Premna serratifolia

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Premna serratifolia
Green leaves with tiny green fruit
Leaves and young fruit of P. serratifolia
Scientific classification edit
Kingdom: Plantae
Clade: Angiosperms
Clade: Eudicots
Clade: Asterids
Order: Lamiales
Family: Lamiaceae
Genus: Premna
P. serratifolia
Binomial name
Premna serratifolia
  • Premna integrifolia L.
  • Premna obtusifolia R.Br.

Premna serratifolia (Sanskrit : Agnimantha, अग्निमंथ; Marathi and Malayalam :Arani, अरणी, Tagalog : Alagaw, Visayan: Kulawin, Palauan : Chosm)[1] is a small tree/shrub[2] in the family Lamiaceae. It flowers and fruits between May and November.[3] During flowering season, it attracts a large number of butterflies and bees.[4] Synonyms of Premna serratifolia Linn. include P. corymbosa (Burm. f.) Merr., P. integrifolia L. and P. obtusifolia R. Br.).


It mostly grow in moist sandy soil and scrub jungles along seacoasts and mangrove forests.[3] In the Philippines, particularly in Cebu Island, it is usually found in the interior, watery forests of Southern Cebu. It is commonly called "Kulawin" in the Cebuano Local Dialect.


Trees, to 7 m high. Leaves simple, opposite, estipulate; petiole 4–14 mm, slender, pubescent, grooved above; lamina 2.5-8.5 x 2-7.2 cm, elliptic, elliptic-oblong, base acute, obtuse, subcordate or rounded, apex acuminate, mucronate, obtuse, margin entire or subserrate, glabrous above except along the appressed midrib, chartaceous; lateral nerves 3-5 pair, pinnate, prominent, puberulous beneath; intercostae reticulate, obscure. Flowers bisexual, greenish-white, in terminal corymbose panicled cymes; bracts small; calyx small campanulate, 2 lipped, 5 lobed; corolla tube short, villous inside, lobes 5; stamens 4, didynamous, inserted below the throat of the corolla tube; anther ovate; ovary superior, 2-4-celled, ovules 4; style linear; stigma shortly bifid. Fruit a drupe, seated on the calyx, globose, purple; seeds oblong.[3]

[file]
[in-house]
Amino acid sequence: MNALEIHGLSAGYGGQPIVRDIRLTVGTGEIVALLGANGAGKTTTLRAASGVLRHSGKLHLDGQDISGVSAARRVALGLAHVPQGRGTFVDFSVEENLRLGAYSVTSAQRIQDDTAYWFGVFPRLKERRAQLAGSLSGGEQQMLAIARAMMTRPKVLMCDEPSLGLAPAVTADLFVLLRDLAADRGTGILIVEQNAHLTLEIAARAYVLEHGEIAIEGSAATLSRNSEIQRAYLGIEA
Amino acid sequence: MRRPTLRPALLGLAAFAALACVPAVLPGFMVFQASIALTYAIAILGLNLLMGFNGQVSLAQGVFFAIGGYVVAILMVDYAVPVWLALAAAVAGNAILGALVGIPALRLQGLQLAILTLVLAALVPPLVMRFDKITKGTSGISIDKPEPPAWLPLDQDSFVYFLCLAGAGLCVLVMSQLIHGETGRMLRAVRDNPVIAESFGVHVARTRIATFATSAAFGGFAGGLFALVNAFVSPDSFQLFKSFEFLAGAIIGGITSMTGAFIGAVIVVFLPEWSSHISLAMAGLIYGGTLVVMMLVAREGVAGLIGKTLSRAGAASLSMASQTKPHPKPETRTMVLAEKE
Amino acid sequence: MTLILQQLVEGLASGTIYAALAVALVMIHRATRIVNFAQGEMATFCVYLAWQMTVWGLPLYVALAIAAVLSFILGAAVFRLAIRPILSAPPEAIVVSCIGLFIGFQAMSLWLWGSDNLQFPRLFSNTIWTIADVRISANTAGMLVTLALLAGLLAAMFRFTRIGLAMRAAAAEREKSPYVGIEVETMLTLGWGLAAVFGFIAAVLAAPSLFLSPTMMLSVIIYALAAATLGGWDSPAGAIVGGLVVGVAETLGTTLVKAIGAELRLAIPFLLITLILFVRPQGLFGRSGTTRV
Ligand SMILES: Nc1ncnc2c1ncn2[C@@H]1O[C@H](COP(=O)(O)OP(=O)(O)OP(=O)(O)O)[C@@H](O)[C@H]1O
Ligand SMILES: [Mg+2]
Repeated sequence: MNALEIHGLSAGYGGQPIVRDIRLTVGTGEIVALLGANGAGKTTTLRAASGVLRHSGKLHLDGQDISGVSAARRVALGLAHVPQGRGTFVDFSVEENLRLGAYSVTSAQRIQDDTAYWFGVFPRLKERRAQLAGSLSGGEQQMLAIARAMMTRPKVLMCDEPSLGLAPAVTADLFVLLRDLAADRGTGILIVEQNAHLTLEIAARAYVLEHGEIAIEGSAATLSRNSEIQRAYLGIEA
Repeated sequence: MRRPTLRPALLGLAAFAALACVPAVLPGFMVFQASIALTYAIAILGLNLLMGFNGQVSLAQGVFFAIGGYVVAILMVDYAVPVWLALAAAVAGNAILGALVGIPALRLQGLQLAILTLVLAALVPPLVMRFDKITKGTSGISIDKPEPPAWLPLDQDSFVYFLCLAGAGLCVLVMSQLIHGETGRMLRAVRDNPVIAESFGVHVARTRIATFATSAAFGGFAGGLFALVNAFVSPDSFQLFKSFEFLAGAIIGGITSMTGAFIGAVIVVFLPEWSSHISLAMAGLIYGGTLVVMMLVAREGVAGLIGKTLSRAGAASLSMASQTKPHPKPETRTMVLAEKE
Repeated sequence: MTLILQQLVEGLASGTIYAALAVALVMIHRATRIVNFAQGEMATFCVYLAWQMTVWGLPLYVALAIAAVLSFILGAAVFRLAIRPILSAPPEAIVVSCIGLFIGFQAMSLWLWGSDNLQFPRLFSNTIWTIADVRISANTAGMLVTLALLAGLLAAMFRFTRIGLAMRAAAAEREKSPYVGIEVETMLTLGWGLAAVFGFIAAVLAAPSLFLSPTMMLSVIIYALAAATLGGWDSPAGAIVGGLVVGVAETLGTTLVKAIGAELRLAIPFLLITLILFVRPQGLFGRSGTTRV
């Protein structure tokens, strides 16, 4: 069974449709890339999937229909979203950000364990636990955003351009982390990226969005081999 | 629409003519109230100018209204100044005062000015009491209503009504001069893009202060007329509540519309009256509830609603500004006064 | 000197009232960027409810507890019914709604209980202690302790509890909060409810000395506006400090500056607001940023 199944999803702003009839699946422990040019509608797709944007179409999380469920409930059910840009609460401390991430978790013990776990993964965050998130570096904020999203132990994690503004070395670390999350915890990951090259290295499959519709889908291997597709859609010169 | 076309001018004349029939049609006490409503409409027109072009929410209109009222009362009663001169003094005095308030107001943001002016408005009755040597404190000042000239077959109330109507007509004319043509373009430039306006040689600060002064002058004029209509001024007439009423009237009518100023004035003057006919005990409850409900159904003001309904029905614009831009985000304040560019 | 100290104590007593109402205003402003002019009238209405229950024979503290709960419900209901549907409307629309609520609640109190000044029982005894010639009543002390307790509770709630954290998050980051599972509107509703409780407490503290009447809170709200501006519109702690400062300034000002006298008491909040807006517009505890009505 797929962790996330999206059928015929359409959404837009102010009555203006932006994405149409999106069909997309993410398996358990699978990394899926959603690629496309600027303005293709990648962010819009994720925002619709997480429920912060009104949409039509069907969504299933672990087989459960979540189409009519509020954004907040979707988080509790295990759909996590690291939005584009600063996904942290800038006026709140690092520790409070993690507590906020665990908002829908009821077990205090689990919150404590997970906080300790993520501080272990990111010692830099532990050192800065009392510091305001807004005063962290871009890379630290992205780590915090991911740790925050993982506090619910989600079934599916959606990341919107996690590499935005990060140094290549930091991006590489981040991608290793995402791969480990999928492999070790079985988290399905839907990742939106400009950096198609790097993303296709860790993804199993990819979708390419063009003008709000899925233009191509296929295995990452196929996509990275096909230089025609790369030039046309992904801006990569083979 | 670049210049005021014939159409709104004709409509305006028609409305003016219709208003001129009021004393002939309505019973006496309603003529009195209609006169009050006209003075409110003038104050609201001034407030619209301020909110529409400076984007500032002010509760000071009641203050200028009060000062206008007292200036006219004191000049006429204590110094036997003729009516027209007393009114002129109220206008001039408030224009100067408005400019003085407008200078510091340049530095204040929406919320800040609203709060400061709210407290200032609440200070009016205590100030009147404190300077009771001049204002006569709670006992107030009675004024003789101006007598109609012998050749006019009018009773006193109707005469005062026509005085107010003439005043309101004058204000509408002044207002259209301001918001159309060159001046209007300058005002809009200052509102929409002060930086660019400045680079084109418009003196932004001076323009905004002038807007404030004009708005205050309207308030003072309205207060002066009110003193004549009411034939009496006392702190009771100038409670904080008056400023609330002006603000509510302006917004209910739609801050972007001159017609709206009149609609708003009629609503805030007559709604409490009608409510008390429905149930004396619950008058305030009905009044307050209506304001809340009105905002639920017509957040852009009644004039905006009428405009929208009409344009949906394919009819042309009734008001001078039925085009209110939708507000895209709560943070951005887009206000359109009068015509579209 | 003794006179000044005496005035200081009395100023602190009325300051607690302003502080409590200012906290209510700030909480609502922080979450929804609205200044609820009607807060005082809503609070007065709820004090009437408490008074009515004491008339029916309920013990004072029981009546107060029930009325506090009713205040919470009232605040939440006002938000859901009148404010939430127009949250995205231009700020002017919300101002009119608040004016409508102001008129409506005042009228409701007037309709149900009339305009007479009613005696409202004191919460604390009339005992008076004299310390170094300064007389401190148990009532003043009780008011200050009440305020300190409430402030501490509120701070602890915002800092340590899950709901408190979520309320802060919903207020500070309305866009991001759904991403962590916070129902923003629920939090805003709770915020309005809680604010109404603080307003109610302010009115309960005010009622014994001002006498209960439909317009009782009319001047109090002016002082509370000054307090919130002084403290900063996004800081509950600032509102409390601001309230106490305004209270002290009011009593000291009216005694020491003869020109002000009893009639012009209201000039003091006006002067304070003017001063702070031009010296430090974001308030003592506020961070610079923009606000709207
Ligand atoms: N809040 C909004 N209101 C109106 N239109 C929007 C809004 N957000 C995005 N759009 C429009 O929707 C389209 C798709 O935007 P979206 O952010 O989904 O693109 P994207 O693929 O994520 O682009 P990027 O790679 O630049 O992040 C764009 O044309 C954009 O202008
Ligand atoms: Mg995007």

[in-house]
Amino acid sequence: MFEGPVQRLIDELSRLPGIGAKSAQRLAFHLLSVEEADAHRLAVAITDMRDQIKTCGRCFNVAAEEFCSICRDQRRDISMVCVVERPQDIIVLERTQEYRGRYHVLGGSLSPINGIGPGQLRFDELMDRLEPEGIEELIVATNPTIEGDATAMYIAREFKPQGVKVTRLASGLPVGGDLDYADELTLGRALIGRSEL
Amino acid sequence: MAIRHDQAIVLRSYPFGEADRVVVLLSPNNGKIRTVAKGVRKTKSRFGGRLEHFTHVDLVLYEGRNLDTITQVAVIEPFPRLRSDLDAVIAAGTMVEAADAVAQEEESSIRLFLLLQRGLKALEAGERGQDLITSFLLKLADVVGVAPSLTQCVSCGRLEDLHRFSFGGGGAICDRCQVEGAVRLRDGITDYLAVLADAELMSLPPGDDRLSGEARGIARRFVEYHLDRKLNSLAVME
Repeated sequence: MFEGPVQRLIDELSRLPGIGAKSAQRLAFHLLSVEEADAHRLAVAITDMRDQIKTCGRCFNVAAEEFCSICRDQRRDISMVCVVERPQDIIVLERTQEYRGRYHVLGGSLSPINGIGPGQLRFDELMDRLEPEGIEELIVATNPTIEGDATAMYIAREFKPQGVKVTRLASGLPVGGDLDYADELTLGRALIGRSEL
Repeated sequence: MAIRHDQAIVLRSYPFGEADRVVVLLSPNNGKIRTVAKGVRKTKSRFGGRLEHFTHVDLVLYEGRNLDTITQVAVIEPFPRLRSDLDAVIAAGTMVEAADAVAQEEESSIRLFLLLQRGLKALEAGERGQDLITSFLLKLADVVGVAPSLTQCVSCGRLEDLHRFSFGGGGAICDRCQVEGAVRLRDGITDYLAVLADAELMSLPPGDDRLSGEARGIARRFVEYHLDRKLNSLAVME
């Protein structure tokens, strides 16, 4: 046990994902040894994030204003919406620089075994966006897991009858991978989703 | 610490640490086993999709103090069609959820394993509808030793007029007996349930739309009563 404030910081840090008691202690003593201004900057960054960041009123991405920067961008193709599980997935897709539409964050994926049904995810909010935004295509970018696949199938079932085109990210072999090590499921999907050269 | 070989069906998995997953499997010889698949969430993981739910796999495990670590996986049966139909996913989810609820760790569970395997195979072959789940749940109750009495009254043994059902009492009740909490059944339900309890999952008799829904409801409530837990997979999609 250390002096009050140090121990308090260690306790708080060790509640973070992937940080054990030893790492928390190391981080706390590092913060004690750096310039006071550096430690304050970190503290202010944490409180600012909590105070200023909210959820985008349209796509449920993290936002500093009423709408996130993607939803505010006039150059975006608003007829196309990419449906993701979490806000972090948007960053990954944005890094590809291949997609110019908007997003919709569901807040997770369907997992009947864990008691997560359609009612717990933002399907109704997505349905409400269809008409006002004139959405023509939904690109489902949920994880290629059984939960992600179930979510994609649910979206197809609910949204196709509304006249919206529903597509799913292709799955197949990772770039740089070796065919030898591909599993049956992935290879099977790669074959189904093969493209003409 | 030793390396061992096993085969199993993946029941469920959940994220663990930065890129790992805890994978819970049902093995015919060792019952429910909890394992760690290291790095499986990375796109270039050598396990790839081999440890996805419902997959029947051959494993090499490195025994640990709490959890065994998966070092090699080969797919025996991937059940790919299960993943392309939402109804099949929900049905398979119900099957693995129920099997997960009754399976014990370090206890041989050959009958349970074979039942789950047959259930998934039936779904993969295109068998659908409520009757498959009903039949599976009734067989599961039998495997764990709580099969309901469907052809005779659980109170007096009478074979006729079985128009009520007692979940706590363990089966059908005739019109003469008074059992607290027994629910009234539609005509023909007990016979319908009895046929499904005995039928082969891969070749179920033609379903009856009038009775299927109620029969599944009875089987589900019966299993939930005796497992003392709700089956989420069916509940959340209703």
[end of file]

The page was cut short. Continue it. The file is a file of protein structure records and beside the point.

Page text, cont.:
Medicinal uses[edit]

The plant is extensively used in Indian traditional medicine. Studies on the root wood of P. serattifolia led to the isolation of acteoside, a glucoside derivative.[5] The root bark of the plant which showed biological activities have also shown to contain a potent cytotoxic and antioxidant diterpene, 11,12,16-trihydroxy-2-oxo-5-methyl-10-demethyl-abieta-1[10],6, 8,11,13-pentene.[6]


  1. ^ Pharmacographia Indica
  2. ^ Description given by G. Renu, Sanjana Julias Thilakar, D. Narasimhan, Centre for Floristic Research, Department of Botany, Madras Christian College, Tambaram. Referred from indiabiodiversity portal
  3. ^ a b c Described by Dr. N Sasidharan (Dr. B P Pal Fellow), Kerala Forest Research Institute, Peechi in Indiabiodiversity portal
  4. ^ The media files included gives the required verity.
  5. ^ Bose LV, Varghese GK, Habtemariam S. 2013. Identification of acteoside as the active antioxidant principle of Premna serratifolia root wood tissues. Phytopharmacology 4: 228–236
  6. ^ Habtemariam, S., Varghese, G.K. (2015). A Novel Diterpene Skeleton: Identification of a highly aromatic, cytotoxic and antioxidant 5-methyl-10-demethyl-abietane-typediterpene from Premna serratifolia Phytotherapy Research 29(1), 80-85.

Further reading[edit]

  • Flora of Tamil Nadu, VOL. II, 1987
  • Premna serratifolia L., Mant. Pl. 2: 253. 1771; Gamble, Fl. Pres. Madras 1096(767). 1924; Ramach. & V.J. Nair, Fl. Cannanore Dist. 357. 1988; Antony, Syst. Stud. Fl. Kottayam Dist. 318. 1989; Rajendran & Daniel, Indian Verbenaceae 284. 2002.
  • Premna integrifolia L., Mant. Pl. 2: 252. 1771, nom. illeg.; Hook. f., Fl. Brit. India 4: 574. 1885.
  • Premna obtusifolia R. Br., Prodr. 512. 1810; Manilal & Sivar., Fl. Calicut 230. 1982; Ansari, Fl. Kasaragod Div. 296. 1985